The Honolulu Symphony said Friday it's canceling concerts for the rest of the year and filing for bankruptcy, citing a big drop in donations.
The symphony, the oldest in the nation west of the Rocky Mountains, said it has $1 million in debt and doesn't have enough money to support operations into November and beyond.
The Honolulu Symphony Society's board of directors voted to file for Chapter 11 protection at a special meeting on Oct. 30. Papers will be submitted to court next week.
"We made payroll, even in this economy, through October. But when we reached toward the end of October, cash ran out and dried up," said Peter Shaindlin, the board's chairman.
Ticket sales have generally been OK, though weak at some recent events. Even so, ticket revenue covers only 30 percent of costs, and donations, which cover the remaining 70 percent, have dropped sharply during the recession.
"These are difficult economic times and everyone is doing whatever it takes to maintain the products and services they provide in our community while being economically prudent," executive director Majken Mechling said in a statement.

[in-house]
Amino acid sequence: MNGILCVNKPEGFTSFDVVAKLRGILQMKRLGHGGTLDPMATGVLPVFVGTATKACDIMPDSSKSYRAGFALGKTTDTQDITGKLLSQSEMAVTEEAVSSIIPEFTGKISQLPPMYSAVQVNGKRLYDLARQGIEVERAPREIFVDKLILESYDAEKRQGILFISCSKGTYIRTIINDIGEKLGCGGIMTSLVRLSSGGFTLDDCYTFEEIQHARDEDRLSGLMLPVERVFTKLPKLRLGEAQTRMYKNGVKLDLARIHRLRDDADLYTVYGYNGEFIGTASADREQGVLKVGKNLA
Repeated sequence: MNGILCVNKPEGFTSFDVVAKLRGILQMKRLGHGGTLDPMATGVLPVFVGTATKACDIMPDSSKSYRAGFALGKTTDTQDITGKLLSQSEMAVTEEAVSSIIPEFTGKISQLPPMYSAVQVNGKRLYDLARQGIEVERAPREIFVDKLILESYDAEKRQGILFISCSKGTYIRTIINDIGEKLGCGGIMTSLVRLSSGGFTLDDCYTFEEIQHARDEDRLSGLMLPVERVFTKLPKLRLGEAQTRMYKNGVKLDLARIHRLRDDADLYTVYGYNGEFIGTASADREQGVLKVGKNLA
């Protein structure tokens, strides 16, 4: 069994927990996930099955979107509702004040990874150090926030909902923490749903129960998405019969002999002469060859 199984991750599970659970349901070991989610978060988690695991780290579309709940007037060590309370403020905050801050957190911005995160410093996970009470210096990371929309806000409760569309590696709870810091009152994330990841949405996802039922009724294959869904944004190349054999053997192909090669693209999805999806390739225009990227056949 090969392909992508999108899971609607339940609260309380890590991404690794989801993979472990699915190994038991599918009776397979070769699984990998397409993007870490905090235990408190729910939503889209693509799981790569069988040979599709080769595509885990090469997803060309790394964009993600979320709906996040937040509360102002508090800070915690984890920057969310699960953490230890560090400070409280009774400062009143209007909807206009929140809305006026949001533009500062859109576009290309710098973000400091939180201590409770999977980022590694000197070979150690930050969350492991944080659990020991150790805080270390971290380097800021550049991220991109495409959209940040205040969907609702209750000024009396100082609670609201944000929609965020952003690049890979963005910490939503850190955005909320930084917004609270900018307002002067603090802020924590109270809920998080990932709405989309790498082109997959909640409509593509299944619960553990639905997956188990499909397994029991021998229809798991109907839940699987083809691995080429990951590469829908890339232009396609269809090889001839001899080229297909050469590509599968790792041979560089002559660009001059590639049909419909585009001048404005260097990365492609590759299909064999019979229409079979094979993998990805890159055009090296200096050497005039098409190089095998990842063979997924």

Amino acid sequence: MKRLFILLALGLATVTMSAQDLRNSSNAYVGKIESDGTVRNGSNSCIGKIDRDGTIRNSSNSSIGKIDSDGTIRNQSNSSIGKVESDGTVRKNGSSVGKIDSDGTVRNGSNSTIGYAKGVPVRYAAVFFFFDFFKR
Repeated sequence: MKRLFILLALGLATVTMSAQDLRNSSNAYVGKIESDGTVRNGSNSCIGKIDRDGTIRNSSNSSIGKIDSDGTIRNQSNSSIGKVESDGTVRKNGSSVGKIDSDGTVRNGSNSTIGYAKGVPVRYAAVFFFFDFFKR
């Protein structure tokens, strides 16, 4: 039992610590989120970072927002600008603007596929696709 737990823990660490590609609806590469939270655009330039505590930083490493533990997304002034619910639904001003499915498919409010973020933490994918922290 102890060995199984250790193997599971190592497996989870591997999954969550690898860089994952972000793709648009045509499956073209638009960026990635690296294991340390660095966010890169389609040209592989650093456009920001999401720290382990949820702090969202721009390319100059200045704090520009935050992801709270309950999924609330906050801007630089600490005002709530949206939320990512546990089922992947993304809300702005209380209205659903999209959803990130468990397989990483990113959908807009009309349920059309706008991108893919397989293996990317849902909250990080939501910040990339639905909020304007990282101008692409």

The 109-year-old body hopes to come back as a leaner and more efficient operation, but it's not clear when concerts will resume. The symphony is aiming for early next year, said spokeswoman Kristin Jackson said.
The symphony spends $4.1 million each year on payroll and benefits. Musician salaries account for the biggest single expense.
Mechling said the symphony can't continue to sustain a 64-piece orchestra, but she didn't say how many musicians the organization would have in the future.
The organization's finances have been in trouble for about two years.
In May 2008, an anonymous donor gave $1 million to cover almost two months of unpaid wages. Earlier this year, the symphony took a $2.1 million advance from its endowment to pay employees several months of back pay.